|SEI-Lions event commuicates vision care progress
by Cindy Abole
SEI-Lions event communicates vision care progress More than 100 South
Carolina Lions Club members attended the MUSC – South Carolina Lions
Vision Symposium to learn about the latest trends in vision care and
sight-saving research being done at MUSC Storm Eye Institute (SEI).
The event was organized by SEI development director Toni McHugh and SEI
staff and members of the S.C. Lions Eye Research Committee.
Strand Lions Club members Bernie Bone, right, and Frank Losasso, check
in with Storm Eye Institute's Jerald Brown as part of the SEI-Lions
“We were delighted
to have the South Carolina Lions here at Storm Eye to learn how our
vision scientists and physicians appreciate the support the Lions have
given over the years and to provide information about eye care and
research that the Lions can take back to their clubs,” said McHugh, who
also is a Lions member.
The daylong program caught the attention of Richard “Grover”
Cleaveland, who is president of the Hilton Head Island Noon Lions Club.
Cleaveland made the 120-mile round trip and was pleased with what he
heard at MUSC.
“Not everyone has the opportunity to visit Charleston and hear what
I’ve heard today from eye specialists and researchers about the good
work and advances being made in vision care and research at MUSC,” he
said. “The program was well presented and provided a good overview of
ongoing vision care and activities. It’s my goal to take this
information and share it with the people of southern Beaufort County.”
The event opened with a welcome by M. Edward Wilson, M.D., SEI director
and chairman of the Department of Ophthalmology and MUSC President Ray
Greenberg, M.D., Ph.D. It featured brief presentations from SEI
clinicians, clinical researchers and vision scientists who spoke about
their work and expertise. The program also allowed time for questions
and answers with the audience.
“It is important for the Storm Eye Institute and MUSC to communicate
that we are of service to the entire state of South Carolina. Through
the vision symposium, we were able to reach out to over 40 Lions clubs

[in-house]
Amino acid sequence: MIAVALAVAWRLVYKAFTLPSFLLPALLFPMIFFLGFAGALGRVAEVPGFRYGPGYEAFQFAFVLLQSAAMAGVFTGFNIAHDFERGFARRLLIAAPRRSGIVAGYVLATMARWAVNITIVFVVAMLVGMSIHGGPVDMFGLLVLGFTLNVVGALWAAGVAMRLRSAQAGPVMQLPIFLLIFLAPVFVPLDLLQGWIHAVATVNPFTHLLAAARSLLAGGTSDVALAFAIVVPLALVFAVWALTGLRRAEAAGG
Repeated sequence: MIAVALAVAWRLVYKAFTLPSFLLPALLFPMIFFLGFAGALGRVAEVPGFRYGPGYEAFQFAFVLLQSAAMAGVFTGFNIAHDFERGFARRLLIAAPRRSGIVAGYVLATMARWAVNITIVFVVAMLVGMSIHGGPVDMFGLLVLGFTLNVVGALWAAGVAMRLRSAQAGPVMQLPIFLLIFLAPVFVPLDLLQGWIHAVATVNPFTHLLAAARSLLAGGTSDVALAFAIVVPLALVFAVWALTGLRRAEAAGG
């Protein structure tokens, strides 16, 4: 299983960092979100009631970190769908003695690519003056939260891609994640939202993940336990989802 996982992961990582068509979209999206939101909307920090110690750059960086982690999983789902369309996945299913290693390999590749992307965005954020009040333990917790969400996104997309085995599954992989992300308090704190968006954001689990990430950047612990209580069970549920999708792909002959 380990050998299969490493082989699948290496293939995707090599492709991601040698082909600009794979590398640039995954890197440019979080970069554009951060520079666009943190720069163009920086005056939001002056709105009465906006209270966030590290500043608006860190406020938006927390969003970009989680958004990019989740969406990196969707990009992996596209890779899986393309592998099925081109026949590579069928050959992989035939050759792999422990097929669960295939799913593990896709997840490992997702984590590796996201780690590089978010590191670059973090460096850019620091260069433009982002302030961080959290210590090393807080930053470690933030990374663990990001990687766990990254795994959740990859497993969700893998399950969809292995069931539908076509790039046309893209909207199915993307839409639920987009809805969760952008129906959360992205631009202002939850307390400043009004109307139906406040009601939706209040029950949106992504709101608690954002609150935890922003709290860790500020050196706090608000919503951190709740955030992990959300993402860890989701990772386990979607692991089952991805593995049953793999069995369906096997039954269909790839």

and 100 Lions from all parts of the state to share the significant
advances that Storm Eye is making in vision research and patient care,”
said Wilson, who also is a Lions member.
The morning session featured talks on clinical topics such as glaucoma,
macular degeneration, diabetic retinopathy, cataract and cornea
transplants and recommendations for vision screenings and
rehabilitation. After a midday lunch break, participants got an
overview of vision research activities, including the training and
preparation of doctoral-level vision scientists as described by Craig
E. Crosson, Ph.D., vice chairman of SEI research. SEI researchers
shared details about their current research in eye diseases including
age-related macular degeneration, glaucoma and other retinal
degenerative diseases. They also shared progress with new drug
techniques and therapies to improve vision health.
The S.C. Lions have provided long-standing support to SEI and its
mission to meet the eye care needs of South Carolinians. The
organization continues to assist financially-challenged individuals who
need eye surgeries and treatments, as it has done for more than 35
Through the years, S.C. Lions Clubs have supported pilot research
projects at Storm Eye, raising more than $500,000 that was matched by
the state to establish the Center for Economic Excellence’s Endowed
Crosson, who holds the Pawek-Valloton Chair in Ophthalmic
Bioengineering, said it was essential to convey to Lions members how
important their contributions have been to the success of the vision
research at Storm Eye.
“Inviting them to hear about the projects that our vision scientists
are investigating was a perfect way to share that information with
them,” Crosson said.
Friday, Nov. 12, 2010